Two Feet 2017/18 - where are they now?

Over the years we’ve seen first-hand
how hard it can be to build sustainable organisations that create positive
change in the world. We’ve built an accelerator program specifically for social
entrepreneurs to give them the tools and confidence they need to build and run
sustainable social enterprises and mission-led businesses. Since 2013, over 250
people have taken part in our Two Feet accelerator program and we’ve seen the
incredible progress of many of those businesses.  To share their inspiration, here are just
some of the successful social enterprises we’ve worked with over the last few
years:

Big Little Brush:

How
they make money:
Selling sustainable, bamboo toothbrushes at the moment,
within the intention to increase their range. In their own words, Big Little
Brush sell little things to create big impact. 

How they do good: Their impact is
two-fold.  Firstly, the bamboo toothbrushes
are creating awareness of and reduction in the waste of traditional plastic
toothbrushes.  Secondly, profits from Big
Little Brush support organisations like Red Dust who provide health programs to
remote communities in regional Australia.  

Big Little Brush was borne from the
Co-Founder’s experience with a busted wisdom tooth, and the belief that
everyone should have access to primary health care as a fundamental human
right.

As we heard from BLB last newsletter,
since finishing the Two Feet program, Co-Founder Joel Hanna has used the
Business Model Canvas to clearly articulate their growth strategy. 

https://biglittlebrush.org/

WIRE:

How they make money: WIRE
provides a range of training, speakers, programs and other support to
organisations, enabling them to better address issues that affect women and
non-binary clients and employees. In particular, WIRE’s training and education
focuses on family violence, financial capability, gender equity, and resilience
and self-care.

How they do good: WIRE also
offers programs for women, non-binary and gender-diverse people direct to the
public at no cost, including a phone support line, walk-in centre and
activities program for those experiencing homelessness and isolation. Through
its feminist framework, WIRE is realising its vision: a society where women are
safe, respected, valued, informed, empowered, and free to make genuine choices.

WIRE has delivered training to organisations across sectors including community organisations, banks and government departments and is looking forward to expanding its training social enterprise following the Two Feet program.

https://www.wire.org.au/

Farmwall:

How they make money: They design and
implement technology enhanced, food producing solutions in urban spaces.
They build indoor
vertical veggie/herb gardens (or Farmwalls) for hospitality, workplaces, and
schools.

How they do good: Farmwall’s mission
is to transform our cities and built environments into food producing
ecosystems to better our social and environmental outcomes. Farmwall products
reduce food miles, food waste, the need for pesticides, all with minimal water
and energy costs.

As founder, Geert Hendrix puts
it—Farmwall began out of the belief that it’s possible to combine design, food
production and technology to create future food solutions that fit with our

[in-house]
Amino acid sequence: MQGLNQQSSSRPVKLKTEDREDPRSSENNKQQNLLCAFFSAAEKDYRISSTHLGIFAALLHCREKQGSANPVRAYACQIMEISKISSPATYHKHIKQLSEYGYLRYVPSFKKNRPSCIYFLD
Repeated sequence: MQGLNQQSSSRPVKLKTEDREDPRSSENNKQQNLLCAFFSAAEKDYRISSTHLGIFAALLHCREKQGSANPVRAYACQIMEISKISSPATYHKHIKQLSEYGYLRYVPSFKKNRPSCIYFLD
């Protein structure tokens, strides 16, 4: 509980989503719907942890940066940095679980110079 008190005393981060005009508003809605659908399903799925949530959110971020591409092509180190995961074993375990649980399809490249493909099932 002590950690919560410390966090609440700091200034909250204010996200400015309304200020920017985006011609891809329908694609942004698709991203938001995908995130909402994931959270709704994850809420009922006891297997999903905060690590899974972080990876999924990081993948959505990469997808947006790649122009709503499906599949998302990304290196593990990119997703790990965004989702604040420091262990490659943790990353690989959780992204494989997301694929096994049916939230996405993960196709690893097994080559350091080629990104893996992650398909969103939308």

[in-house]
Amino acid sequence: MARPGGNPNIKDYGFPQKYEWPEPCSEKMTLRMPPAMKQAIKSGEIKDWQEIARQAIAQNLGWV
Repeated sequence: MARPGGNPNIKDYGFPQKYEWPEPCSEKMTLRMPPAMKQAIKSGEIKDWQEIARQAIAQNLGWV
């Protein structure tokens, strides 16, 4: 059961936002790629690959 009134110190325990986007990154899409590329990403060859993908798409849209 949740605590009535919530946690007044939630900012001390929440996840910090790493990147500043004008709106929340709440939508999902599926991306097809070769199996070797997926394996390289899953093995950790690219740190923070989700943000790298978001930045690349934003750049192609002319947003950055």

existing ecosystem.

The Two Feet Incubator program helped
Farmwall shape their ‘why’ and articulate their vision. It was a vital stepping
stone in formulating the path for this rapidly growing startup.

https://farmwall.com.au/


YuMi Wins Shared Value Award 2018


TDi in the Pacific: Q&A with our Head of Pacific Programs Anna

Q: You currently work at TDi, can you please tell me more about what TDi does and why you get out of bed and go to work every day?

Q: Working at TDi I’m sure takes you on some interesting adventures in the Pacific. Are you able to share with us some of the projects you have been working on in the Pacific Islands region?

Q: The ‘hallmark’ of impact investing is the ‘social impact’. Can you please explain to us how TDi measures ‘social impact’?

Q: After an organisation has undertaken its ‘social impact’ assessment, are there on-going monitoring and reporting requirements?

Q: Do you have any tips you are able to offer Pacific businesses about how to get ‘impact investment ready’?

Q: It would be remiss of me to not ask you this as part of our Pacific Personalities interview segment – what is your favourite restaurant in the Pacific?


Meet Our New CEO: Anthea Smits

So first, what did you do before joining the team here as CEO of TDi?

What was your time at Disney like? 

What other skills and passion do you bring to TDi?

How did you first find out about Tdi and why did you feel it was right for you?

Speaking of passion, what inspires and drives you?

What is your vision for TDi both for 2018 and beyond?

What advice do you have for changemakers and social innovators who are working in this space?


Two Feet Profile: big little brush

First things first, tell us a little bit about yourself! 

What is big little brush about, and how did it come into being?

What is the issue you are working to create positive change on, and how does little big brush help?

What are you looking to get out of Two Feet?

What is your vision for the world?

What has been one of the biggest challenges you have faced, and how did you overcome this?

What has been your best moment so far with big little brush?

What advice do you have for mission-led enterprises or individuals?

What’s next for your journey and for the journey of big little brush, and how can people get involved?

We love sharing resources - can you give us 3 websites/resources that have helped you on your journey?


Melbourne Two Feet 2018 Cohort Announced!

WIRE

IAmDegradable

Blind Grit

big little brush

Holistic Psychology

The Timekeeper

Intersecti